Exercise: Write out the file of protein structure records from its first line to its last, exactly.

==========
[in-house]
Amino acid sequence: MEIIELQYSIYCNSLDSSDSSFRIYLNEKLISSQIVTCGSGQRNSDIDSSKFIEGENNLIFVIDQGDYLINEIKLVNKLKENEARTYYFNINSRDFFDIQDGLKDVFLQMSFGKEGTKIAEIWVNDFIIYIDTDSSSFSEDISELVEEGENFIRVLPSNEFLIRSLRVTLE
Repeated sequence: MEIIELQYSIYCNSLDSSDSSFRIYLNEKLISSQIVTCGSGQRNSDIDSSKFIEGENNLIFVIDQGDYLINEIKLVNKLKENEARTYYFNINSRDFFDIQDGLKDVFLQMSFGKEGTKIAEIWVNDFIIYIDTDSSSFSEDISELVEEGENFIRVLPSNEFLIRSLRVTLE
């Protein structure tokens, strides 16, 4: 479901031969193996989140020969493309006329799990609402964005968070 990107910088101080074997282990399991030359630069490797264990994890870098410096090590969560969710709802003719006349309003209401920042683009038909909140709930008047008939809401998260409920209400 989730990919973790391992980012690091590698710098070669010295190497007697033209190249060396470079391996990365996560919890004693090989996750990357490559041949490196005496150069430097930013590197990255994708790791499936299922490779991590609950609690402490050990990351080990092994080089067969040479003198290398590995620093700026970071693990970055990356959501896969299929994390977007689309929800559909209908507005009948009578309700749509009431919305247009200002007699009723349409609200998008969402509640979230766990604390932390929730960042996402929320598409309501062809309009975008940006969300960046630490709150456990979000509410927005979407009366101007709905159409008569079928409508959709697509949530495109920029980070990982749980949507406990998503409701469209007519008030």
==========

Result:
[in-house]
Amino acid sequence: MEIIELQYSIYCNSLDSSDSSFRIYLNEKLISSQIVTCGSGQRNSDIDSSKFIEGENNLIFVIDQGDYLINEIKLVNKLKENEARTYYFNINSRDFFDIQDGLKDVFLQMSFGKEGTKIAEIWVNDFIIYIDTDSSSFSEDISELVEEGENFIRVLPSNEFLIRSLRVTLE
Repeated sequence: MEIIELQYSIYCNSLDSSDSSFRIYLNEKLISSQIVTCGSGQRNSDIDSSKFIEGENNLIFVIDQGDYLINEIKLVNKLKENEARTYYFNINSRDFFDIQDGLKDVFLQMSFGKEGTKIAEIWVNDFIIYIDTDSSSFSEDISELVEEGENFIRVLPSNEFLIRSLRVTLE
């Protein structure tokens, strides 16, 4: 479901031969193996989140020969493309006329799990609402964005968070 990107910088101080074997282990399991030359630069490797264990994890870098410096090590969560969710709802003719006349309003209401920042683009038909909140709930008047008939809401998260409920209400 989730990919973790391992980012690091590698710098070669010295190497007697033209190249060396470079391996990365996560919890004693090989996750990357490559041949490196005496150069430097930013590197990255994708790791499936299922490779991590609950609690402490050990990351080990092994080089067969040479003198290398590995620093700026970071693990970055990356959501896969299929994390977007689309929800559909209908507005009948009578309700749509009431919305247009200002007699009723349409609200998008969402509640979230766990604390932390929730960042996402929320598409309501062809309009975008940006969300960046630490709150456990979000509410927005979407009366101007709905159409008569079928409508959709697509949530495109920029980070990982749980949507406990998503409701469209007519008030």